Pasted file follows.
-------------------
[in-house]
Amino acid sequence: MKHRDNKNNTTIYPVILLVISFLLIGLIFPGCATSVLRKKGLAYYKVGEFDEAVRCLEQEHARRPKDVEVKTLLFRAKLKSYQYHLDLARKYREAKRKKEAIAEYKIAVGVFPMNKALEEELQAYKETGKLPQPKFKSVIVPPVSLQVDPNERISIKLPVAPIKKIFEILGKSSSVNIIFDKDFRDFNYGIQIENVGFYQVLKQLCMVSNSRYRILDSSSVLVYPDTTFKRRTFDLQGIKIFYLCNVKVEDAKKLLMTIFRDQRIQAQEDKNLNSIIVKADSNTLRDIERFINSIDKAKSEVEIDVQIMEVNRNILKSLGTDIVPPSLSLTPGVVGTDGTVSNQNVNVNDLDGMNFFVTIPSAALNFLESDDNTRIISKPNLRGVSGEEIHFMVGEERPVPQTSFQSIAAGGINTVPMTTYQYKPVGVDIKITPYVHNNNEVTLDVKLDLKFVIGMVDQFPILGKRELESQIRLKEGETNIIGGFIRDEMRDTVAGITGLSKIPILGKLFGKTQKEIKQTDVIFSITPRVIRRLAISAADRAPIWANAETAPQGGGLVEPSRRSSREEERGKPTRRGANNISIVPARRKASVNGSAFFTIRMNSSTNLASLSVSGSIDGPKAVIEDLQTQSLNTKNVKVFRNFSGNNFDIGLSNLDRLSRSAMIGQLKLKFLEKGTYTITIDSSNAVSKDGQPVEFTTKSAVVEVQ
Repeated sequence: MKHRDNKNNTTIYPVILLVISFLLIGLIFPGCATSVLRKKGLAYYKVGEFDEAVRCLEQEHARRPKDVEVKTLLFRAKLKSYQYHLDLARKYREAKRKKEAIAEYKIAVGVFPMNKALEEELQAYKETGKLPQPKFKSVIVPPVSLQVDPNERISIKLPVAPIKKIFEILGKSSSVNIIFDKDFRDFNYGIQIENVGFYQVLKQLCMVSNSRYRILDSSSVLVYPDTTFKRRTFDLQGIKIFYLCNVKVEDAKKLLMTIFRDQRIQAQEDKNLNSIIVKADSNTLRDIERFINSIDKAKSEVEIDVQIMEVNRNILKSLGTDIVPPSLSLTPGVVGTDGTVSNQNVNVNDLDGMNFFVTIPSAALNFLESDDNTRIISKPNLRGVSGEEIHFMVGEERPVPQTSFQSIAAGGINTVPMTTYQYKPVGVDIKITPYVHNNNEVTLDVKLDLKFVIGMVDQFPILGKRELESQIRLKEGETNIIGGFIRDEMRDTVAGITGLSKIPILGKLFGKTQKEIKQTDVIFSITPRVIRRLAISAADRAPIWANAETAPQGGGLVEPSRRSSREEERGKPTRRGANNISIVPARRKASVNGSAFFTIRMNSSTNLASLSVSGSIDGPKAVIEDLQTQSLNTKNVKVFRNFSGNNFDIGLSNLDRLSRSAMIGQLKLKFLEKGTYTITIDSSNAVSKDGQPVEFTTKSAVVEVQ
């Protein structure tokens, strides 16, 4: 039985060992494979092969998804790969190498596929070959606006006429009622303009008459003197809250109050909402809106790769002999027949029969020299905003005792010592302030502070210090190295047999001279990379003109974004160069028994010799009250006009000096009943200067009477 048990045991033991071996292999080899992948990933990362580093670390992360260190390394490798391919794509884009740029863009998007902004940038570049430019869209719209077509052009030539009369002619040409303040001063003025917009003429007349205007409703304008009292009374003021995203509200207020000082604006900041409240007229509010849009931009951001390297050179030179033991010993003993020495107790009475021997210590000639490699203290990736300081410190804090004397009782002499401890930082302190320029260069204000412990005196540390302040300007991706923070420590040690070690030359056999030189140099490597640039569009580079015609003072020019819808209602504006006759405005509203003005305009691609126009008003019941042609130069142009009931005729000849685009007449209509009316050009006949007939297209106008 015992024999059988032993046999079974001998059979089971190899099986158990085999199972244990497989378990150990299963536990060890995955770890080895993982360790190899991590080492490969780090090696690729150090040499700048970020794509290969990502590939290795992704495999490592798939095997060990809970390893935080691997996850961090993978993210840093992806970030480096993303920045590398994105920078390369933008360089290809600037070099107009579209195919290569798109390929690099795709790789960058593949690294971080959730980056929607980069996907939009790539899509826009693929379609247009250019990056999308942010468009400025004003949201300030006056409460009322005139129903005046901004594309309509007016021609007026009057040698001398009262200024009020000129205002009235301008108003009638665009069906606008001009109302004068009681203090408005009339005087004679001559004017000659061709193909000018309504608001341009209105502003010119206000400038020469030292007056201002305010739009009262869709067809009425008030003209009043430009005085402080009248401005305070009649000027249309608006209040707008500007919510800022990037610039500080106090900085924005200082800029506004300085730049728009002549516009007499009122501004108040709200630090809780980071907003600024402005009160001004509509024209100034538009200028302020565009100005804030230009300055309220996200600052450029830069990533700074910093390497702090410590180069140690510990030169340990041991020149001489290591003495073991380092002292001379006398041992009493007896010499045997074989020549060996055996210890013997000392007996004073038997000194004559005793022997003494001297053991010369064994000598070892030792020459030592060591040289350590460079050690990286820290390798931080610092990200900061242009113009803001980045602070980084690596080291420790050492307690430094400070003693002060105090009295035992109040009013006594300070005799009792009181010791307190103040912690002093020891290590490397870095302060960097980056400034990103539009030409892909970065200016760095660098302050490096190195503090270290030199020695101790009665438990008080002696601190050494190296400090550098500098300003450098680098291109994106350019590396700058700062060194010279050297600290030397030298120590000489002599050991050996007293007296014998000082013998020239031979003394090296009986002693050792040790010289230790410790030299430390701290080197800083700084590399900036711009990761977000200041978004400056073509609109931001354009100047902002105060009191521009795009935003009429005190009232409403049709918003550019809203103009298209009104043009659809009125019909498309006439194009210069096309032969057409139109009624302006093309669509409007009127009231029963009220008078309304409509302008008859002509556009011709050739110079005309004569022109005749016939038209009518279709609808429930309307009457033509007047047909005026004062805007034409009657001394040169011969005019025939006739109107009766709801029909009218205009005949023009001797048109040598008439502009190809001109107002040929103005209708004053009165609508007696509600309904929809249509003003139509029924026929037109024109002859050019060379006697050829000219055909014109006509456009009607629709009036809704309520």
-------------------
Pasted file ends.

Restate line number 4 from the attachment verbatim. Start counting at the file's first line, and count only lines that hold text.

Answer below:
């Protein structure tokens, strides 16, 4: 039985060992494979092969998804790969190498596929070959606006006429009622303009008459003197809250109050909402809106790769002999027949029969020299905003005792010592302030502070210090190295047999001279990379003109974004160069028994010799009250006009000096009943200067009477 048990045991033991071996292999080899992948990933990362580093670390992360260190390394490798391919794509884009740029863009998007902004940038570049430019869209719209077509052009030539009369002619040409303040001063003025917009003429007349205007409703304008009292009374003021995203509200207020000082604006900041409240007229509010849009931009951001390297050179030179033991010993003993020495107790009475021997210590000639490699203290990736300081410190804090004397009782002499401890930082302190320029260069204000412990005196540390302040300007991706923070420590040690070690030359056999030189140099490597640039569009580079015609003072020019819808209602504006006759405005509203003005305009691609126009008003019941042609130069142009009931005729000849685009007449209509009316050009006949007939297209106008 015992024999059988032993046999079974001998059979089971190899099986158990085999199972244990497989378990150990299963536990060890995955770890080895993982360790190899991590080492490969780090090696690729150090040499700048970020794509290969990502590939290795992704495999490592798939095997060990809970390893935080691997996850961090993978993210840093992806970030480096993303920045590398994105920078390369933008360089290809600037070099107009579209195919290569798109390929690099795709790789960058593949690294971080959730980056929607980069996907939009790539899509826009693929379609247009250019990056999308942010468009400025004003949201300030006056409460009322005139129903005046901004594309309509007016021609007026009057040698001398009262200024009020000129205002009235301008108003009638665009069906606008001009109302004068009681203090408005009339005087004679001559004017000659061709193909000018309504608001341009209105502003010119206000400038020469030292007056201002305010739009009262869709067809009425008030003209009043430009005085402080009248401005305070009649000027249309608006209040707008500007919510800022990037610039500080106090900085924005200082800029506004300085730049728009002549516009007499009122501004108040709200630090809780980071907003600024402005009160001004509509024209100034538009200028302020565009100005804030230009300055309220996200600052450029830069990533700074910093390497702090410590180069140690510990030169340990041991020149001489290591003495073991380092002292001379006398041992009493007896010499045997074989020549060996055996210890013997000392007996004073038997000194004559005793022997003494001297053991010369064994000598070892030792020459030592060591040289350590460079050690990286820290390798931080610092990200900061242009113009803001980045602070980084690596080291420790050492307690430094400070003693002060105090009295035992109040009013006594300070005799009792009181010791307190103040912690002093020891290590490397870095302060960097980056400034990103539009030409892909970065200016760095660098302050490096190195503090270290030199020695101790009665438990008080002696601190050494190296400090550098500098300003450098680098291109994106350019590396700058700062060194010279050297600290030397030298120590000489002599050991050996007293007296014998000082013998020239031979003394090296009986002693050792040790010289230790410790030299430390701290080197800083700084590399900036711009990761977000200041978004400056073509609109931001354009100047902002105060009191521009795009935003009429005190009232409403049709918003550019809203103009298209009104043009659809009125019909498309006439194009210069096309032969057409139109009624302006093309669509409007009127009231029963009220008078309304409509302008008859002509556009011709050739110079005309004569022109005749016939038209009518279709609808429930309307009457033509007047047909005026004062805007034409009657001394040169011969005019025939006739109107009766709801029909009218205009005949023009001797048109040598008439502009190809001109107002040929103005209708004053009165609508007696509600309904929809249509003003139509029924026929037109024109002859050019060379006697050829000219055909014109006509456009009607629709009036809704309520």